Branko Lukic extended bio

Branko Lukic // extended bio

Branko Lukic won his first design contract at the age of 18 with a commission to create an installation for the Belgrade Contemporary Theater in his native Serbia.

He was hired by Hartmut Esslinger who invited him to join frogdesign and sent him to its Silicon Valley headquarters. There he worked on a range of transformative projects for major U.S. and international clients and won the first of his numerous design awards. Branko was then invited to join IDEO, where he directed projects for clients including Nike, Sony, Adidas, Samsung, Intel, Motorola, HP, Pepsi, Starbucks, and Ford.

In 2006, with his wife, visual designer Suncica Lukic, Branko founded NONOBJECT in Palo Alto, California. This unique, multidisciplinary studio has created notable work in a wide range of arenas, including product design, branding, sustainable design, digital media, and conceptual design. In addition to delivering innovative solutions to a roster of Fortune 500 clients, Branko and his NONOBJECT team have created visionary design explorations as well as pro-bono work including a “learning landscapes” with Project H, a San Francisco based nonprofit that focuses on K-12 education institutions in the U.S.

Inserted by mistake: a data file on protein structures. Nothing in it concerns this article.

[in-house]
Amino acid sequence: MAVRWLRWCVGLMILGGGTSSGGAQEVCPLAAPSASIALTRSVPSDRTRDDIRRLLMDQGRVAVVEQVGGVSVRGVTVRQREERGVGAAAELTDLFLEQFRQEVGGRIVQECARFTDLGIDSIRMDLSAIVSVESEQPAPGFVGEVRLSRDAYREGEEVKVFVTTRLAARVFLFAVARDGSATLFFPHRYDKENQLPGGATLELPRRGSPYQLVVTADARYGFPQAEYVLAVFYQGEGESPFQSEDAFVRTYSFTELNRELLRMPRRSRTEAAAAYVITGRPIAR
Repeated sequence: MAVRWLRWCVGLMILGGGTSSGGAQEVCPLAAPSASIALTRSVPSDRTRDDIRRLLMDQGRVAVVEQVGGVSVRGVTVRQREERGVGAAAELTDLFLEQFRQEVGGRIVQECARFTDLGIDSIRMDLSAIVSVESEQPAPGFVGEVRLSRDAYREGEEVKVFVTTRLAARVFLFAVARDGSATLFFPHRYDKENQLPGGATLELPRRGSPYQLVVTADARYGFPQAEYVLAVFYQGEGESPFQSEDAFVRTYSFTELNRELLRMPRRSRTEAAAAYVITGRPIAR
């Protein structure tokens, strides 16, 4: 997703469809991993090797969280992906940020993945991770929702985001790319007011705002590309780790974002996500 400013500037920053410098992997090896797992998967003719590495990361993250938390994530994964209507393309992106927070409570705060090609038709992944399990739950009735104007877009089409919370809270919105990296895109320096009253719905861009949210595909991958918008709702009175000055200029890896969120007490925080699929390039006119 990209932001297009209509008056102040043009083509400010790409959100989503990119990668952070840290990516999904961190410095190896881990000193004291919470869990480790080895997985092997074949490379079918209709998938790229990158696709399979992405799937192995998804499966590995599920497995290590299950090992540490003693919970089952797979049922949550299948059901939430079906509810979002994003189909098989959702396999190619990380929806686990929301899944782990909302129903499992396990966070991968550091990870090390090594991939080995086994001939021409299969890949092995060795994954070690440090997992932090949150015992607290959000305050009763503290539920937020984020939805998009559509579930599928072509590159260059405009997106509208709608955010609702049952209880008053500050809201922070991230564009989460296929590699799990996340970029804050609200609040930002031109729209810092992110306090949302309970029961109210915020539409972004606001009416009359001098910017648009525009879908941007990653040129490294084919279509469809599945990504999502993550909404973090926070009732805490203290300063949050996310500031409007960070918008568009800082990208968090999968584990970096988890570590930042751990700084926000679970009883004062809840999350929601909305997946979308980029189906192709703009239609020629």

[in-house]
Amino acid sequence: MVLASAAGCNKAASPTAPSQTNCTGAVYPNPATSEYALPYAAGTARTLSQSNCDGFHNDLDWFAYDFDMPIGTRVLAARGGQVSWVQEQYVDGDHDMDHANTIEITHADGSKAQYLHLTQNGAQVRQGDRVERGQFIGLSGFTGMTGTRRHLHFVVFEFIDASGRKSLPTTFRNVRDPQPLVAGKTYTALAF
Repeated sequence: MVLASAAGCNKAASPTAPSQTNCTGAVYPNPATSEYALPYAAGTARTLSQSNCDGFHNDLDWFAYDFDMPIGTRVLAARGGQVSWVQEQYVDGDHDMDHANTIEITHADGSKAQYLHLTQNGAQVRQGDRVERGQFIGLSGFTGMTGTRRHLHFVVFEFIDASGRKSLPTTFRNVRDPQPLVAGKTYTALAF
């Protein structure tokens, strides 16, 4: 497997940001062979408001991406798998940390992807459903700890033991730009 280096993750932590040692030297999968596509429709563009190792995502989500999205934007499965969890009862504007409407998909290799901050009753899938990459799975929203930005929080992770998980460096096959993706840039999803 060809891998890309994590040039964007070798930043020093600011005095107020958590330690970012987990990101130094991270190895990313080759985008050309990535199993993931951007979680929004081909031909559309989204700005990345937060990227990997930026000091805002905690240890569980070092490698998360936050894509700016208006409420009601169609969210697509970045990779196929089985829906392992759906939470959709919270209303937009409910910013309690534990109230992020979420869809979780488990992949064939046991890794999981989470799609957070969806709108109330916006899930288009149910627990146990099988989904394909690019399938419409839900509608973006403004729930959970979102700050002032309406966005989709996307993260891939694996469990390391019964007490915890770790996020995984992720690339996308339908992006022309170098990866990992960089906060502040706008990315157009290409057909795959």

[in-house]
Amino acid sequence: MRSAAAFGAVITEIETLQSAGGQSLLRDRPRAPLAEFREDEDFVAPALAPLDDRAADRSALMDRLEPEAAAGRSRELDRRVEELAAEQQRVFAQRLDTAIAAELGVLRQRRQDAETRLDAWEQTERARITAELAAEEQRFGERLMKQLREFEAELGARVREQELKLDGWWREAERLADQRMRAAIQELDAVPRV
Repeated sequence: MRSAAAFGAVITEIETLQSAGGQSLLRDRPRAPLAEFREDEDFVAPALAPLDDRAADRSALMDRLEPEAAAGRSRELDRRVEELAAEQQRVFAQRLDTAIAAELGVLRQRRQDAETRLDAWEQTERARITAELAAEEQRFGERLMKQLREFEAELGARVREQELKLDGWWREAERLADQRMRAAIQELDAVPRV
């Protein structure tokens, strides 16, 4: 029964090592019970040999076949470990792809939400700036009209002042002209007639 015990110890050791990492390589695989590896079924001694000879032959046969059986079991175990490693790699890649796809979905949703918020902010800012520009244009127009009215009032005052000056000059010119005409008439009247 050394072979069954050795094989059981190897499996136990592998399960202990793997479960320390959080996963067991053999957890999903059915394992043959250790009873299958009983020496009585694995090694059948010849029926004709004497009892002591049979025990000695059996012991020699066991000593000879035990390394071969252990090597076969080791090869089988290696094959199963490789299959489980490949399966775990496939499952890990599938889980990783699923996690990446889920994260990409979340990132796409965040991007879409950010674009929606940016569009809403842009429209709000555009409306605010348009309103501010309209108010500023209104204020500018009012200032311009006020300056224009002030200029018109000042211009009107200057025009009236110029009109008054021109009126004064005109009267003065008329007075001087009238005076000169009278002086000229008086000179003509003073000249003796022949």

Branko holds many patents and has won international recognition and numerous awards, including Business Week’s IDEA Gold Award, International Design magazine awards, Red Dot awards, Good Design awards, and others. In 2009, he was named by the European Centre for Architecture, Art Design, and Urban Studies and the Chicago Athenaeum as one of Europe’s “40 under 40,″ and was designated a finalist at the 2009 World Technology Awards Ceremony which recognizes individuals and companies doing innovative work “of the greatest likely long-term significance” in their respective fields.

Branko earned a BS degree in Industrial Design from the University of Arts in Belgrade, Serbia, and teaches advanced-level design at Stanford University.

Branko’s book, NONOBJECT, developed over a period of six years and co-authored with design theorist and historian Barry Katz, was released by MIT Press in October 2010. This work offers a profoundly new design philosophy focusing on users’ interactions with everyday objects and demonstrates how this groundbreaking viewpoint will affect the future of design.

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